Blogs, Twitter feeds, Facebook groups and MySpace pages, what does it all mean to today’s marketing professionals? Whether you’re plugged in to social networking or not, these new technologies are allowing consumers to communicate and discuss brands in all aspects to a global audience. You may not have a Facebook page or Blog, but you probably use the internet to research major product purchases like digital cameras or household appliances. Most likely, the user comments, product ratings and other consumer feedback have a strong impact on your purchasing decision.
During the November meeting, Triangle AMA members and guests were able to hear firsthand from Sean McDonald, Director of Communities and Conversations at Dell, about the strategies, viewpoints and initiatives Dell has undertaken to give both customers and employees a voice in the brand. Through the effective use of Web 2.0 technologies, Dell has enabled interactions that result in direct consumer feedback and decreased support costs.
The goal of marketing is to get people talking about your brand. Traditional advertising tells us to buy their brand because it’s better, faster, and cheaper or whatever superlative you can fill in here. Advertising and traditional marketing communications have no dialog. Humans want engagement and ignore one way messages.
McDonald demonstrated his point with a short video clip portraying advertising and the consumer as a young couple breaking up. The problem between the couples is that they don’t communicate between themselves as in a typical conversation, and this is true of traditional corporate communication.
With the advent of Web 2.0 technologies consumers can do what comes naturally to them…have conversations. But why should a company care? Several reasons:
- Your company has an online presence
- You sell or service customer
- You spend money on advertising
- You spend money on branding
- You want customers to be your marketing force
- Your customers know how to use web search engines like Google and Yahoo!
McDonald explained that we are at the dawn of the connected age. With only 20% of the approximately 6.7 billion people in the world online, more and more people are participating in the internet and going beyond basic web searches and surfing. Every second there are more computers and web-enabled phones being sold, new blogs and domains created, and thousands of messages being sent via email, text and instant messaging. So many that the number of text messages sent and received everyday exceeds the population of the planet!
In terms of the population of the “online” world, expect to see the population double in four to five years from 1billion to 2 billion users. More and more content is being loaded to the web everyday and citizens have become publishers and content providers. A single blog post can have as much power as major news stories reaching millions of eyeballs with a global reach.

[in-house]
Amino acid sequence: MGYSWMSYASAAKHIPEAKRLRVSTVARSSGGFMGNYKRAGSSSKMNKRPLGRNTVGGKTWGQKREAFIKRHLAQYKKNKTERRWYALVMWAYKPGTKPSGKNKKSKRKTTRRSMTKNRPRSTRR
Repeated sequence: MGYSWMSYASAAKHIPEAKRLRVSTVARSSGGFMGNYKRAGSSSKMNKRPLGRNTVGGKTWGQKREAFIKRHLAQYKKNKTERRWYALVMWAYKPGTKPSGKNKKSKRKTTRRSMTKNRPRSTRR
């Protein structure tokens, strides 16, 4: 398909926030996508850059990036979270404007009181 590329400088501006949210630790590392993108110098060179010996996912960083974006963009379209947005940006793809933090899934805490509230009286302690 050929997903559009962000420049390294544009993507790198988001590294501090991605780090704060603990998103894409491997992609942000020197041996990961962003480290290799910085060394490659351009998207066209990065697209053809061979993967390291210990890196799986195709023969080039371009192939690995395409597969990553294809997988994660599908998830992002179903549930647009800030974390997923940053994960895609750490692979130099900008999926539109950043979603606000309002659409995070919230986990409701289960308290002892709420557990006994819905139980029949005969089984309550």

Citizens are now creating and publishing online at an amazing rate. Content creating, information sharing and publishing have shifted to customers, employees and other stakeholders. With Web 2.0 technologies content moves faster then ever before and across languages as consumers have the ability to publish content anywhere and at anytime. The corporate enterprise is not longer in control of information and communication.
What has not changed is human behavior. The opinion of a friend or acquaintance that has used a product or service before still ranks as the most trusted source of information. Nielsen reports that 78% of those surveyed rank consumer recommendations as the most credible form of advertising.
What can your company do to address these changes? McDonald offered a basic four point strategy:
- Join Conversations
- Tell YOUR Story
- Collaborate with Stakeholders
From here McDonald demonstrated how Dell listens and engages with its stakeholders. Noting that it’s more about people and processes than technology, McDonald also stated that great technology facilitates better processes and ways for humans to connect. The tools and technology are social network sites like Facebook and Dell-created user communities like Digital Nomads a community that discusses how to stay connected and productive wherever you work outside of the traditional office. The people and process involve having dedicated resource(s) in your organization to monitor and respond to the communication. Negative feedback needs to be welcomed as constructive criticism and managed.
Sounds simple, but developing new processes, acquiring resources and dedicating your time is a challenge. It’s important to determine metrics and return on investment (ROI) when planning. ROI can be measured in terms of frequency of brand mentions and driving traffic to your ecommerce site, but it should not stop there. Creating positive external validation of your brand and customer engagement is as valuable as advertising. Dell was recently named the SNCR Brand of the Year as the brand that has made the most significant advances in utilizing social media tools, technologies and practices.
In closing, McDonald ended his presentation with several questions that marketing professionals can ask themselves when developing Web 2.0 strategies along with a list of the partners and tools his team at Dell uses. His parting thought was to “smile more” as it “makes your customers happy and your competition worried.” Click here to view Sean McDonald’s presentation at triangleama.org.